Tax Fraud Blotter: Pro’s now cons
Gave at the office; mortgage and mining; rotten to the corps; and other highlights of recent tax cases.
Tallahassee, Florida: Preparer John Jean-Gilles, 34, of Midway, Florida, has been sentenced to 52 months in prison after pleading guilty to charges of aiding in preparing false returns, wire fraud and aggravated ID theft.
Between 2012 and 2016, Jean-Gilles, owner of the tax prep business USA Tax and Multi-Services, prepared and filed false federal returns for various individuals, falsely representing clients’ income, withholdings, credits and refunds due.
He was also ordered to pay $1,984,357 in restitution.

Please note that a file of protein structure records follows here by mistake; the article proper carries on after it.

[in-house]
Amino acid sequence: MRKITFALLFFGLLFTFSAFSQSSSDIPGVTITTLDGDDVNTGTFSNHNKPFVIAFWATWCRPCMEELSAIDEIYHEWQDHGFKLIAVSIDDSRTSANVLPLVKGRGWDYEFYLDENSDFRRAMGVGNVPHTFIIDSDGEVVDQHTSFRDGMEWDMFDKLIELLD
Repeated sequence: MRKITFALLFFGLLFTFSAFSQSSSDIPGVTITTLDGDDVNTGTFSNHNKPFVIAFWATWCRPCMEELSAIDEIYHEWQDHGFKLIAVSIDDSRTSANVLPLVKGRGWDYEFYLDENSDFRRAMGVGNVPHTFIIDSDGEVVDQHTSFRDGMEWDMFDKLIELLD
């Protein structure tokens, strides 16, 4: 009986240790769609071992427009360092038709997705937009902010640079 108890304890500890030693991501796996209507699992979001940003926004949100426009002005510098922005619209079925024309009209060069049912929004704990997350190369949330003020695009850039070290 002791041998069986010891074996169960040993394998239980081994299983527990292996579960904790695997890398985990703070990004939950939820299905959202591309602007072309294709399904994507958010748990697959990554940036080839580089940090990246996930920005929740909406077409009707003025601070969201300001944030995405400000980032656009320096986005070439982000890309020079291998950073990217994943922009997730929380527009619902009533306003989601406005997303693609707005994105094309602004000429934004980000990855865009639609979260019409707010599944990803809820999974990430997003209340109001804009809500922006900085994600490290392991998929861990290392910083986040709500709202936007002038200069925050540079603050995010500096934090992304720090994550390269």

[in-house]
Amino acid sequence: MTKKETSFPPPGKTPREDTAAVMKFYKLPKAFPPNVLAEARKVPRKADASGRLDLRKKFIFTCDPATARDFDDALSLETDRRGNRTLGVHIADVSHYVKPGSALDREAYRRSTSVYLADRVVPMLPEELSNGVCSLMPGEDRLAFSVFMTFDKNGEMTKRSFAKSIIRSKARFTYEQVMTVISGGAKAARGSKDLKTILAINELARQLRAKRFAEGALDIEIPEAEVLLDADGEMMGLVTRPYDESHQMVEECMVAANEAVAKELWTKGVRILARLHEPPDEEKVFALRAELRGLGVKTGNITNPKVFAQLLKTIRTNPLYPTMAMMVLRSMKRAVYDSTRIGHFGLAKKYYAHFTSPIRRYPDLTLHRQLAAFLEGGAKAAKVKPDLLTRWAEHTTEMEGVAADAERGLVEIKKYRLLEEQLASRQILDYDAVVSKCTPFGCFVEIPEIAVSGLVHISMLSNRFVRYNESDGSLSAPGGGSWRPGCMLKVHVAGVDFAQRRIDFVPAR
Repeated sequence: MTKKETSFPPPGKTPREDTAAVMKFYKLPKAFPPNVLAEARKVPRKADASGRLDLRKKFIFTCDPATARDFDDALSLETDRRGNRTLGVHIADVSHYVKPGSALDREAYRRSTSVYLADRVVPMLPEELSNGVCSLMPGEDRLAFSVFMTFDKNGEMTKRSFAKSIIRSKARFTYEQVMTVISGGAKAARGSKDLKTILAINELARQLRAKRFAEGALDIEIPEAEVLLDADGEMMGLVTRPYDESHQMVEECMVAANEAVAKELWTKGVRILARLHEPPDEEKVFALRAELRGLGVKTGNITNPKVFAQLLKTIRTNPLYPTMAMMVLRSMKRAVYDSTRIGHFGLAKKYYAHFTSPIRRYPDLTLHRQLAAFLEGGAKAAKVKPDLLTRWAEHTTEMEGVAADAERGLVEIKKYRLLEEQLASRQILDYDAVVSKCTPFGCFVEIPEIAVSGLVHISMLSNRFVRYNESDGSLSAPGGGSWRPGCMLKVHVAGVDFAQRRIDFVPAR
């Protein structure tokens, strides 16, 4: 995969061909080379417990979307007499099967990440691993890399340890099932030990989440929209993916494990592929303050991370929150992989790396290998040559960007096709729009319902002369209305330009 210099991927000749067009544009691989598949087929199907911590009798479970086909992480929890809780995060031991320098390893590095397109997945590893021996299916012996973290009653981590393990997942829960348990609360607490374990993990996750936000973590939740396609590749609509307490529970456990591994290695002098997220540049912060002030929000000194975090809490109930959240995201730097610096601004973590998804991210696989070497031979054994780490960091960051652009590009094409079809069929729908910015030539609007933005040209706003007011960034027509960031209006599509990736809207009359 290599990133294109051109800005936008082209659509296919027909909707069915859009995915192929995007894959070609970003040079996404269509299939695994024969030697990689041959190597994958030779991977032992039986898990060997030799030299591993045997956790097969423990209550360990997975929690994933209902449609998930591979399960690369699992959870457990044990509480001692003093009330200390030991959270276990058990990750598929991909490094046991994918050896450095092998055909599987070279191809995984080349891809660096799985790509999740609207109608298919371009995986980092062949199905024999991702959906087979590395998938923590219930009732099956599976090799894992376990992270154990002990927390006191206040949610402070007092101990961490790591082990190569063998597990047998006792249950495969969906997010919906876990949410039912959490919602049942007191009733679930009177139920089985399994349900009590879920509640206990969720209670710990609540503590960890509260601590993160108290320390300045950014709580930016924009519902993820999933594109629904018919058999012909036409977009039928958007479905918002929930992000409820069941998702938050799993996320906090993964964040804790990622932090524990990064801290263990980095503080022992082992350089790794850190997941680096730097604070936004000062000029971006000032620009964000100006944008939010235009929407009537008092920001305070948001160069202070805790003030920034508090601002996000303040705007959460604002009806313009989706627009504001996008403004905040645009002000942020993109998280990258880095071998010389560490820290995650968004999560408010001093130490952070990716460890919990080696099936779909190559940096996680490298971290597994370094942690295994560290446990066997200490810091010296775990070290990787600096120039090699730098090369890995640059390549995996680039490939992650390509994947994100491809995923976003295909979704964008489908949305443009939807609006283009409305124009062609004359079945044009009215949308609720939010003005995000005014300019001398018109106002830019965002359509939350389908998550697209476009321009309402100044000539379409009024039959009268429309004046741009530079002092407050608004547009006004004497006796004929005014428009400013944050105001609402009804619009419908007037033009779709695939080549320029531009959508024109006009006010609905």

Fort Lee, New Jersey: Shope Oluwo, 35, has been sentenced to six years in prison for generating phony tax refunds using ID information stolen from current and former members of the U.S. Army.
From January through February 2016, Oluwo conspired with others, including Dermot Sutherland, 30, of Philadelphia, to obtain personal ID information stolen from current or former members of the U.S. Army. Oluwo used that information to create fake military ID cards and fraudulent W-2s bearing the victims’ names. Oluwo provided the phony cards and W-2s to Sutherland, who posed as the victims and filed phony returns with a tax prep company. Afterwards, Sutherland received debit cards from the prep company that contained the stolen refunds.
Oluwo was also sentenced to three years of supervised release and ordered to pay $11,170 in restitution.
Ithaca, New York: William Harrell, 58, has pleaded guilty to filing a false return.